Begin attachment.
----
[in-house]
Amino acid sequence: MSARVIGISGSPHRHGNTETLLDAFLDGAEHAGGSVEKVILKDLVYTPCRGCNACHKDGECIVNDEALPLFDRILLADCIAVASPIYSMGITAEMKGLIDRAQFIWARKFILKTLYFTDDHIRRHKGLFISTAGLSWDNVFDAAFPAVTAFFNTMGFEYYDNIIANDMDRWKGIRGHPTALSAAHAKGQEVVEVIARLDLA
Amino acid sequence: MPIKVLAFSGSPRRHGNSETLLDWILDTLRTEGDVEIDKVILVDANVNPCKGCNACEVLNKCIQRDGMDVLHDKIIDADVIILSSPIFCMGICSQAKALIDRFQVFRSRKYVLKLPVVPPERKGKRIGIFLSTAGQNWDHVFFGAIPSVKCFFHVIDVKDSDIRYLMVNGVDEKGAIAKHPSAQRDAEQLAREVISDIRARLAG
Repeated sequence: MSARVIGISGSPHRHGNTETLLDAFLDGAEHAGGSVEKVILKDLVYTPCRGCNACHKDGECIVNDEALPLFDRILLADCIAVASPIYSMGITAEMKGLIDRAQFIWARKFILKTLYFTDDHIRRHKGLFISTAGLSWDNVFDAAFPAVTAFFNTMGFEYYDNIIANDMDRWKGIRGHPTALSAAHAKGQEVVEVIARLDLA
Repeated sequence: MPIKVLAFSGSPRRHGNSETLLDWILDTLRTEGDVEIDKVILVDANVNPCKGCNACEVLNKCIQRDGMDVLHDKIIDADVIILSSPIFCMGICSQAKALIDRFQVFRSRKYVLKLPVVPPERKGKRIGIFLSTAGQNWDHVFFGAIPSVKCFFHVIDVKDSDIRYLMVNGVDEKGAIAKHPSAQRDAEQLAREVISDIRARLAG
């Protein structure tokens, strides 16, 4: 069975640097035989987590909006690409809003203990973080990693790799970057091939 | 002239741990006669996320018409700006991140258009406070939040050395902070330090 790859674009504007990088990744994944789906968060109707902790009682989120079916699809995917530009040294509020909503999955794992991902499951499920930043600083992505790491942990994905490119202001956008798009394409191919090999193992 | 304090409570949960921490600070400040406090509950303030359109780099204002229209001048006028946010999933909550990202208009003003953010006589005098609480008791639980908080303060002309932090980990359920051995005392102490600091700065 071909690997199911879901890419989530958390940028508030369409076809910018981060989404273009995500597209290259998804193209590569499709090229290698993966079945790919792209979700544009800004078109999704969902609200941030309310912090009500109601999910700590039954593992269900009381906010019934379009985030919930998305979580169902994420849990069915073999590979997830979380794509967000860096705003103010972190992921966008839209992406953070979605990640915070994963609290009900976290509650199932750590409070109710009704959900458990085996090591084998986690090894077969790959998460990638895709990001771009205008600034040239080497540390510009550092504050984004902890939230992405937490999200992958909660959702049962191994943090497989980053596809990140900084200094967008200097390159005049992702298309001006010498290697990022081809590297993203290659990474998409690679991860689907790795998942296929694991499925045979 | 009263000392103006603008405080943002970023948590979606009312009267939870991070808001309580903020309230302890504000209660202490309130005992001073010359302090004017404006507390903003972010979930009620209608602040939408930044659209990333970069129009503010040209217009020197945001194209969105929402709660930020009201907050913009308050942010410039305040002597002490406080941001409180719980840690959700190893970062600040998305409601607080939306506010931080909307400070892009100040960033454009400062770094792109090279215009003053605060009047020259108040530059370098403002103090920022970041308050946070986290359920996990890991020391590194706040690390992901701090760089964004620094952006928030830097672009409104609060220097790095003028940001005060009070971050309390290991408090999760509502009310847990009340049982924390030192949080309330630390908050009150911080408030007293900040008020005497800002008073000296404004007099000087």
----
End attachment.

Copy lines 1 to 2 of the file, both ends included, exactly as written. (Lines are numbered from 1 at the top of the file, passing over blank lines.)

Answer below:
[in-house]
Amino acid sequence: MSARVIGISGSPHRHGNTETLLDAFLDGAEHAGGSVEKVILKDLVYTPCRGCNACHKDGECIVNDEALPLFDRILLADCIAVASPIYSMGITAEMKGLIDRAQFIWARKFILKTLYFTDDHIRRHKGLFISTAGLSWDNVFDAAFPAVTAFFNTMGFEYYDNIIANDMDRWKGIRGHPTALSAAHAKGQEVVEVIARLDLA